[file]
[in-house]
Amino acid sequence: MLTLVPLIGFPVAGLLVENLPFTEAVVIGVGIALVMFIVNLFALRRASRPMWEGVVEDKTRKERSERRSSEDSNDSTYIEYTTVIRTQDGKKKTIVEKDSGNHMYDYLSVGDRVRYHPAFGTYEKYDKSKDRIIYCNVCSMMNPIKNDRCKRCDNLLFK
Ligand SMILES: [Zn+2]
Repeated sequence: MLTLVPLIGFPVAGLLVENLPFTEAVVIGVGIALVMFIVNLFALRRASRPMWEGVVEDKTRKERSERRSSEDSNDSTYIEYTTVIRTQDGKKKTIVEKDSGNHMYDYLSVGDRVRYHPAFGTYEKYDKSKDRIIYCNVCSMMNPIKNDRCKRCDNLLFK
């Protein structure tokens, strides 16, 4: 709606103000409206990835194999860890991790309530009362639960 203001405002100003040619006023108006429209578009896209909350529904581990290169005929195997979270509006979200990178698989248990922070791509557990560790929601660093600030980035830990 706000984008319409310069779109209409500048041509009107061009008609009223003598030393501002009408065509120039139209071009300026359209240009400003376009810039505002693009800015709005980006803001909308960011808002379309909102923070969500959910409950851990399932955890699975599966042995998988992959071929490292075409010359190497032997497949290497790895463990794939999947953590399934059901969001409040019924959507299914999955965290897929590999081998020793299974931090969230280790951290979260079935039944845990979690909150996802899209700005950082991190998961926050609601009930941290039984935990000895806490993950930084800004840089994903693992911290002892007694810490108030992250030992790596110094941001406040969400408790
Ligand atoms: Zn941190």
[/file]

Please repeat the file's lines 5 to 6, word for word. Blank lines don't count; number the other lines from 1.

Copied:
């Protein structure tokens, strides 16, 4: 709606103000409206990835194999860890991790309530009362639960 203001405002100003040619006023108006429209578009896209909350529904581990290169005929195997979270509006979200990178698989248990922070791509557990560790929601660093600030980035830990 706000984008319409310069779109209409500048041509009107061009008609009223003598030393501002009408065509120039139209071009300026359209240009400003376009810039505002693009800015709005980006803001909308960011808002379309909102923070969500959910409950851990399932955890699975599966042995998988992959071929490292075409010359190497032997497949290497790895463990794939999947953590399934059901969001409040019924959507299914999955965290897929590999081998020793299974931090969230280790951290979260079935039944845990979690909150996802899209700005950082991190998961926050609601009930941290039984935990000895806490993950930084800004840089994903693992911290002892007694810490108030992250030992790596110094941001406040969400408790
Ligand atoms: Zn941190």